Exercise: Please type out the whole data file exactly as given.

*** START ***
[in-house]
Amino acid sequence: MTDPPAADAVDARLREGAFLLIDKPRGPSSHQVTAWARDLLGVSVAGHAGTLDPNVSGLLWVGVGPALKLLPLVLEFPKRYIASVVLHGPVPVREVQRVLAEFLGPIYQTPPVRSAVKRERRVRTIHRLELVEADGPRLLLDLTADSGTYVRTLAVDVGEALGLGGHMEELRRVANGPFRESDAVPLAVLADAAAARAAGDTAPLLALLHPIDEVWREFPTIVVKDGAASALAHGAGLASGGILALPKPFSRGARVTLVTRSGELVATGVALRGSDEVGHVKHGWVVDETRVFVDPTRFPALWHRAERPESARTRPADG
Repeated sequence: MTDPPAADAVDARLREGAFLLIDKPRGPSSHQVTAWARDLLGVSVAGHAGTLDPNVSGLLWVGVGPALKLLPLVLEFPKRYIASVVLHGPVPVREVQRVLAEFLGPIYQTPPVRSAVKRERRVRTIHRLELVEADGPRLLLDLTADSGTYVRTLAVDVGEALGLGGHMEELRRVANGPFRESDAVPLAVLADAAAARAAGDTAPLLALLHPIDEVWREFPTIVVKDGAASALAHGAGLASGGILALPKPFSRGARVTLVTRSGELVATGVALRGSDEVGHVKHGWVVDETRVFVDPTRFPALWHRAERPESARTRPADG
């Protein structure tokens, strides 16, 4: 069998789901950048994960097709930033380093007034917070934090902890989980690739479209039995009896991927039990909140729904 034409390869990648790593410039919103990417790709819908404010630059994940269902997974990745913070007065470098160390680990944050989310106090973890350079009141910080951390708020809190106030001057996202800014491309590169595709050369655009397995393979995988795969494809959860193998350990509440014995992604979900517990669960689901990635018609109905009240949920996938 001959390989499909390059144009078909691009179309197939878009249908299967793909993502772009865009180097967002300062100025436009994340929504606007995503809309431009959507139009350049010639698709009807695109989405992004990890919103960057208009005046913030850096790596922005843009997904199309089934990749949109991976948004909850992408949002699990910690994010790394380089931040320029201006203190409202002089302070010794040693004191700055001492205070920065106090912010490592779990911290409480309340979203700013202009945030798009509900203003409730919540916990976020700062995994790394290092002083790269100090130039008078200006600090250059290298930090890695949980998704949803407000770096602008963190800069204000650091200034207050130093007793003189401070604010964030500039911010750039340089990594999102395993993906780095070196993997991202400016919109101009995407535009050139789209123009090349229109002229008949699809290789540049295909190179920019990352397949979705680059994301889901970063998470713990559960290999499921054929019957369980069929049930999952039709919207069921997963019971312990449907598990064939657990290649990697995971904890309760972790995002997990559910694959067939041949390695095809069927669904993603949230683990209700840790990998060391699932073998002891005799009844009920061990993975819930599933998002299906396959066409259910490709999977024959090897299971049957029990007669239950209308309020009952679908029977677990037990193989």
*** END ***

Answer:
[in-house]
Amino acid sequence: MTDPPAADAVDARLREGAFLLIDKPRGPSSHQVTAWARDLLGVSVAGHAGTLDPNVSGLLWVGVGPALKLLPLVLEFPKRYIASVVLHGPVPVREVQRVLAEFLGPIYQTPPVRSAVKRERRVRTIHRLELVEADGPRLLLDLTADSGTYVRTLAVDVGEALGLGGHMEELRRVANGPFRESDAVPLAVLADAAAARAAGDTAPLLALLHPIDEVWREFPTIVVKDGAASALAHGAGLASGGILALPKPFSRGARVTLVTRSGELVATGVALRGSDEVGHVKHGWVVDETRVFVDPTRFPALWHRAERPESARTRPADG
Repeated sequence: MTDPPAADAVDARLREGAFLLIDKPRGPSSHQVTAWARDLLGVSVAGHAGTLDPNVSGLLWVGVGPALKLLPLVLEFPKRYIASVVLHGPVPVREVQRVLAEFLGPIYQTPPVRSAVKRERRVRTIHRLELVEADGPRLLLDLTADSGTYVRTLAVDVGEALGLGGHMEELRRVANGPFRESDAVPLAVLADAAAARAAGDTAPLLALLHPIDEVWREFPTIVVKDGAASALAHGAGLASGGILALPKPFSRGARVTLVTRSGELVATGVALRGSDEVGHVKHGWVVDETRVFVDPTRFPALWHRAERPESARTRPADG
């Protein structure tokens, strides 16, 4: 069998789901950048994960097709930033380093007034917070934090902890989980690739479209039995009896991927039990909140729904 034409390869990648790593410039919103990417790709819908404010630059994940269902997974990745913070007065470098160390680990944050989310106090973890350079009141910080951390708020809190106030001057996202800014491309590169595709050369655009397995393979995988795969494809959860193998350990509440014995992604979900517990669960689901990635018609109905009240949920996938 001959390989499909390059144009078909691009179309197939878009249908299967793909993502772009865009180097967002300062100025436009994340929504606007995503809309431009959507139009350049010639698709009807695109989405992004990890919103960057208009005046913030850096790596922005843009997904199309089934990749949109991976948004909850992408949002699990910690994010790394380089931040320029201006203190409202002089302070010794040693004191700055001492205070920065106090912010490592779990911290409480309340979203700013202009945030798009509900203003409730919540916990976020700062995994790394290092002083790269100090130039008078200006600090250059290298930090890695949980998704949803407000770096602008963190800069204000650091200034207050130093007793003189401070604010964030500039911010750039340089990594999102395993993906780095070196993997991202400016919109101009995407535009050139789209123009090349229109002229008949699809290789540049295909190179920019990352397949979705680059994301889901970063998470713990559960290999499921054929019957369980069929049930999952039709919207069921997963019971312990449907598990064939657990290649990697995971904890309760972790995002997990559910694959067939041949390695095809069927669904993603949230683990209700840790990998060391699932073998002891005799009844009920061990993975819930599933998002299906396959066409259910490709999977024959090897299971049957029990007669239950209308309020009952679908029977677990037990193989």